Position: 30°24’05.9″N 81°25’51.5″W
We pulled out of Fernandina and headed south, ever southwards, towards Jacksonville and the St. Johns Inlet. There’s nothing particularly remarkable about this short section of the Florida coast, so let’s skip it. We arrived sharply into the Fort George Island Marina – a small, well-kept spot, about a mile from the mouth of the river.
Here we figured we’d have a quick exit in the morning as we hopped along the coast. The current runs fast here, but had just turned to the flood and we pulled somewhat smartly into the slip. A Beneteau 49, AP/EH, (punned, we learned later, from a racing term that Carol and I as relative lubbers were wholly unaware of), lay on the opposite side of the dock from us. It was owned by John and Judie, two Canadians from Victoria, BC, Halifax, and points north. John is tall with long-ish dark hair with a shock of white in it. Judie is about Carol’s height with a pixie cut and no-nonsense attitude. We liked them instantly. And they invited us over for a drink later in the evening.
John and Judie’s story was much like ours, only with a lot more sailing experience along the way. Having retired and then received an offer they couldn’t refuse for their family home, they decided it was time to up stakes, buy a boat and sail for the foreseeable future. Not completely retired, both are part-time sailing race officials, and they plan to keep officiating for as long and as often as time and locations allow. Their kids are happily looking forward to visiting them in exotic locales.
AP/EH is nine feet longer and two feet broader in her beam than Aleta. Being a Beneteau AP/EH also carries her beam aft to her square-ish transom, so that extra nine feet makes for a very spacious layout, almost double that of Aleta’s. Three cabins, two heads and lots of places to store stuff, too. AP/EH’s mast stretches a full 64 feet (bare) and her keel draws 7 feet. Yet, John and Judie had somehow managed to negotiate more of the ICW than we had the nerves for. Early on they had negotiated some of the shorter bridges with the help of their son. Scouting ahead in the dinghy, he’d lie down with a laser rangefinder and accurately measure clearance. At one point, when the bridge came up short, they hung a whisker pole over the side and dangled a couple of crew members from it, giving AP/EH just enough lean angle to squeak under. Clearly not a job for the fainthearted.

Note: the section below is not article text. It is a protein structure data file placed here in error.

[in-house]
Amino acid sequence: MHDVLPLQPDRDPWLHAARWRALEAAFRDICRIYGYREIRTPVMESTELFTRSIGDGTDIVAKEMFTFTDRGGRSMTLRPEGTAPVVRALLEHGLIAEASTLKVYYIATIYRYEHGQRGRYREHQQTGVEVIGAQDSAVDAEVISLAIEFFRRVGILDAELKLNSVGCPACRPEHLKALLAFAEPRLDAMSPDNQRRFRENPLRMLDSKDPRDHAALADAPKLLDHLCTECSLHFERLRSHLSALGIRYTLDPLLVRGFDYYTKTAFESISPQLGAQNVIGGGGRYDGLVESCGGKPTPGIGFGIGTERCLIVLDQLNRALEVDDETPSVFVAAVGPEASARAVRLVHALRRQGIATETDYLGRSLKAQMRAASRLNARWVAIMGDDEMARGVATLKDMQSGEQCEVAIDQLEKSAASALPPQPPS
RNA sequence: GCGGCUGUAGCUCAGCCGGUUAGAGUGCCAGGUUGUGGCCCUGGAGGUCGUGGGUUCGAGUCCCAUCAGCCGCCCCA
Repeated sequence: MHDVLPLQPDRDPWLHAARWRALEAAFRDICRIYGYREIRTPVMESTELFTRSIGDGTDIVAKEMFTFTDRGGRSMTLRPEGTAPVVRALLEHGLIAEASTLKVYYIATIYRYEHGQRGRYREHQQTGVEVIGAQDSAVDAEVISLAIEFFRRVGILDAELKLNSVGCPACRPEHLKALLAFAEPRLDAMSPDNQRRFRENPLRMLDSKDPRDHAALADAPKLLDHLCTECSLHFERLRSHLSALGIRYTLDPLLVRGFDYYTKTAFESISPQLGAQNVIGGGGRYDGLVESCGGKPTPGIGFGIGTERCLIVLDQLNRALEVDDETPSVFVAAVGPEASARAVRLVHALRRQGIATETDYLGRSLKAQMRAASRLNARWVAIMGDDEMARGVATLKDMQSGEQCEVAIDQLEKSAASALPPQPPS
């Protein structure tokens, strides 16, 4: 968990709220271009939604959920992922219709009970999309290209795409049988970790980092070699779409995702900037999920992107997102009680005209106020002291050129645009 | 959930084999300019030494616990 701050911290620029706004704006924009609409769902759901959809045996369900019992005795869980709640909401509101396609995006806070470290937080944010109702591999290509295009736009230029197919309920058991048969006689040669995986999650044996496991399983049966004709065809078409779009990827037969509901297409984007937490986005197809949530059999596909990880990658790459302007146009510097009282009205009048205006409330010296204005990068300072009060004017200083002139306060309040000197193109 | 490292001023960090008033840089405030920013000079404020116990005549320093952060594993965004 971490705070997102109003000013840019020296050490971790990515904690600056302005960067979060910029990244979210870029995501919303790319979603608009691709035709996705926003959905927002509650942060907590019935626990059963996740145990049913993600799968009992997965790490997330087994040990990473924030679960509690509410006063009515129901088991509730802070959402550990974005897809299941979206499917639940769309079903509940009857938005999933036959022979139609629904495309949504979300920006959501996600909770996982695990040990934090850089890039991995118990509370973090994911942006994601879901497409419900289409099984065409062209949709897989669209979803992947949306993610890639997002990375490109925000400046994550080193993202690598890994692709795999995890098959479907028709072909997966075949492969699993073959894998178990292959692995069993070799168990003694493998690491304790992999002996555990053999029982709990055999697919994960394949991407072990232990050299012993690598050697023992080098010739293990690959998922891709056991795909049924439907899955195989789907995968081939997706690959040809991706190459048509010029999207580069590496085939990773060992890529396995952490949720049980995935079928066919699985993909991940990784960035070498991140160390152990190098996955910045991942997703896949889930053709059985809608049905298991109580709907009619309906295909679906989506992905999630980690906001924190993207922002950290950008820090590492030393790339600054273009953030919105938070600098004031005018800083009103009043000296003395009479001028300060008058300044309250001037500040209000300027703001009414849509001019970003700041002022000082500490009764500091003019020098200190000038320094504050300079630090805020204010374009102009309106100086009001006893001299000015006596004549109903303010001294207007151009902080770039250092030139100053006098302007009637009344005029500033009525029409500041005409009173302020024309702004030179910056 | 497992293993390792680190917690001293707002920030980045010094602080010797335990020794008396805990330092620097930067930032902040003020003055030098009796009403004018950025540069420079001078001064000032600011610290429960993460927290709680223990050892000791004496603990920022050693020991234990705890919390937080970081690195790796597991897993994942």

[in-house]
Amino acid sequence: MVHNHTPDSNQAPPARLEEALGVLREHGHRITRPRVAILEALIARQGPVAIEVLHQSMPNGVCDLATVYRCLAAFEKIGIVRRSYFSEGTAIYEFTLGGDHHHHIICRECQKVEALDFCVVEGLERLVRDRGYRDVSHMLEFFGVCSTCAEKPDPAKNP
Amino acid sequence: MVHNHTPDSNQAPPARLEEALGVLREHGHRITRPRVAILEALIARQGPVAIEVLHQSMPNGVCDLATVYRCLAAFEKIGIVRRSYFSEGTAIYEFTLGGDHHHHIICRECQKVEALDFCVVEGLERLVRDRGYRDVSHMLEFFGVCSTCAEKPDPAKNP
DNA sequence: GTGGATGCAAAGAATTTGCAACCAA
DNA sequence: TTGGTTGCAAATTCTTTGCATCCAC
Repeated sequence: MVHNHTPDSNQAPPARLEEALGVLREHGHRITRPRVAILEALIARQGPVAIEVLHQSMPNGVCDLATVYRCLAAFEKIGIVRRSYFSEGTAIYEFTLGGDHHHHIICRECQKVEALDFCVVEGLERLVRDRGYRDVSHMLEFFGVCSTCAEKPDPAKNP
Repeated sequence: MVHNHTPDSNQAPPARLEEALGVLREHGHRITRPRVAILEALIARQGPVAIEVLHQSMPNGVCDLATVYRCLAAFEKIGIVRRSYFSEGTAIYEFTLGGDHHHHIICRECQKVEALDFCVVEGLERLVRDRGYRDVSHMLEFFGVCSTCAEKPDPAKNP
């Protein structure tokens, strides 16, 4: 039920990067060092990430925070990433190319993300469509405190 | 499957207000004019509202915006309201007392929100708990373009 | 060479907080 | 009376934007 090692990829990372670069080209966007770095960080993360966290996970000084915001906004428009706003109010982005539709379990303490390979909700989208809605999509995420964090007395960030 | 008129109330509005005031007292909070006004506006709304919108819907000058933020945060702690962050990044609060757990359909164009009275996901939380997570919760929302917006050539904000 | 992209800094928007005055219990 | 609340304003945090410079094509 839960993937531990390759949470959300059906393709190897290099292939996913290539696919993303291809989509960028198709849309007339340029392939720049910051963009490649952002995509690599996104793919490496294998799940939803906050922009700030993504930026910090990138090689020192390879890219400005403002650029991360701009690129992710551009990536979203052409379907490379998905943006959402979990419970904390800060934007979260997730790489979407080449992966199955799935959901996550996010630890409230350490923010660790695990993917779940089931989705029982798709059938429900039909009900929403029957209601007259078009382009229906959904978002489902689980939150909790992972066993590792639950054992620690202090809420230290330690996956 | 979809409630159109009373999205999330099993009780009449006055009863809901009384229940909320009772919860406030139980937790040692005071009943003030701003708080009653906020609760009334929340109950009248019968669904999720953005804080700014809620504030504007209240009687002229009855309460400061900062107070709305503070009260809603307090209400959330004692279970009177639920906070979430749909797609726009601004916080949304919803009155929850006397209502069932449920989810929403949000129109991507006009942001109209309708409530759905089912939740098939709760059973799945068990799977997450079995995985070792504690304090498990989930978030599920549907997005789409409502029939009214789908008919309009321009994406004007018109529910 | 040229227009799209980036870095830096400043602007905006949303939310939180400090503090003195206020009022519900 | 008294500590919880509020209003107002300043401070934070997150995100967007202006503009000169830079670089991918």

We eventually hatched a plan for an overnight passage to Port Canaveral. The forecast sounded pretty benign and we jumped at the chance of sailing with another boat. Leaving the marina wasn’t as simple on the ebb tide. A forceful four knot current rushed out to sea supported by a westerly breeze. Our undocking plan called for a controlled reverse into the empty slip behind us and then powering forward into the main part of the river. The last words I heard from the marina manager were, “You’ve got a bow thruster, right?” We haven’t. Instead we charged backwards while the wind caught Aleta’s bow and spun her around. I improvised a Crazy Ivan with some heavy acceleration and rescued the moment with a nonchalant wave.
Our agreed goal of reaching Port Canaveral by mid-morning demanded an average speed of roughly 6 knots which we easily maintained by motoring for a few hours. As the sunset’s reds deepened to crimson I tuned our VHF for an update from Patchy Fogg, NOAA’s perennially automated weather reporter. Instead of 5-10 knots predicted for daybreak, the winds would build overnight to 20+ knots with a small craft advisory starting at 6am. The wind remained determinedly and irritatingly dead astern all night. But as it increased, I raised the main with a single reef and snuffed the engine. John texted to let me know he’d done the same. Aleta picked up to 5½ knots dead downwind, not her favorite point of sail, and we rolled into the night.